Since spiders have two fangs you would think that a spider bite would leave two puncture wounds on a person’s skin. And this is somewhat true. Both of a spider’s fangs inject venom into its victim’s bloodstream, but not all wounds will appear to be from two fangs. In any spider that is smaller than a tarantula, the two fangs will be so close together that you will not be able to make out two different puncture wounds.
Similar to the way in which a hypodermic needle punctures our skin without leaving a mark, a spider’s fangs puncture our skin in much the same way. The smaller the spider the less visible its bite marks.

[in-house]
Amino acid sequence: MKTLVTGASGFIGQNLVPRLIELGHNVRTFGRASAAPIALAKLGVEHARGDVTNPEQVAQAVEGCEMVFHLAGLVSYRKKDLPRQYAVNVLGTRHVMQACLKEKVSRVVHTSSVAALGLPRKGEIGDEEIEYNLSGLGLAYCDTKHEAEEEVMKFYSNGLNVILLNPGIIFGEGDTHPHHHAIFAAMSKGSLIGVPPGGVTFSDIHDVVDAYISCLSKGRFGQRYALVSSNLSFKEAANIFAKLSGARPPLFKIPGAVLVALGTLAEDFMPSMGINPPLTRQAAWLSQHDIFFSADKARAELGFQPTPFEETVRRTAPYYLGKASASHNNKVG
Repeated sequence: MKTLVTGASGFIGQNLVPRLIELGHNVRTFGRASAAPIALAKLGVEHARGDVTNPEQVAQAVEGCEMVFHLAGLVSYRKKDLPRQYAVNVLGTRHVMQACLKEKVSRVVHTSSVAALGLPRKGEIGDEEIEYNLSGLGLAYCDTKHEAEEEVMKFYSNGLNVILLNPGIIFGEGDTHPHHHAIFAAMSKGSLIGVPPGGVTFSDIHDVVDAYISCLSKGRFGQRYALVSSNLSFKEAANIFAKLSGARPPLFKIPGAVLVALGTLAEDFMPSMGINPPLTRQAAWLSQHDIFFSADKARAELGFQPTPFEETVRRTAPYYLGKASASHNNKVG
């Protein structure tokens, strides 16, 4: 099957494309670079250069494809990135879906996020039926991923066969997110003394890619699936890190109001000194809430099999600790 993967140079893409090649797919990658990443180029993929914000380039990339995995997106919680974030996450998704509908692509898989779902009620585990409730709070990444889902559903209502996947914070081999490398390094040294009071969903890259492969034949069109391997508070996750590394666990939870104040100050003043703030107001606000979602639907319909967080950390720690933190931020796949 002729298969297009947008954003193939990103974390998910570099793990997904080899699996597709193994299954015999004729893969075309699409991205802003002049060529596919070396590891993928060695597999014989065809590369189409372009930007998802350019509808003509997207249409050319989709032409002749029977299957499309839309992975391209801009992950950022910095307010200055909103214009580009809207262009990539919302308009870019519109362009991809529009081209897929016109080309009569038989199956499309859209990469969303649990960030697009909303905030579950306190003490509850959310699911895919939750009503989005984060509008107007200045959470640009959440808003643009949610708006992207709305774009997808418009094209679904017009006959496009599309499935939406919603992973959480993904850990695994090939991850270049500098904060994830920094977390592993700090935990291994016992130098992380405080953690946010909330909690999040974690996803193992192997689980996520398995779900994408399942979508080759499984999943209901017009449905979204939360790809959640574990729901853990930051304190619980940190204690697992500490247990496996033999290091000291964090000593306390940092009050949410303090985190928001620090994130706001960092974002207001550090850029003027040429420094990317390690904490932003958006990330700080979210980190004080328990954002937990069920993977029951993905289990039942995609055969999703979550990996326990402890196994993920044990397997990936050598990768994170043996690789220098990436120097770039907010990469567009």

When you do find yourself with a bite that looks like two separate puncture points then you have probably been twice bitten by a bloodsucking insect, like a tic for example, or it could be a double skin eruption from one arthropod bite or a disease of some kind. It can be difficult or impossible to ascertain if a wound is from a bug the majority of the time.
Have you ever visited the doctor for a wound that you thought was from a spider bite? And if yes, did the doctor think so?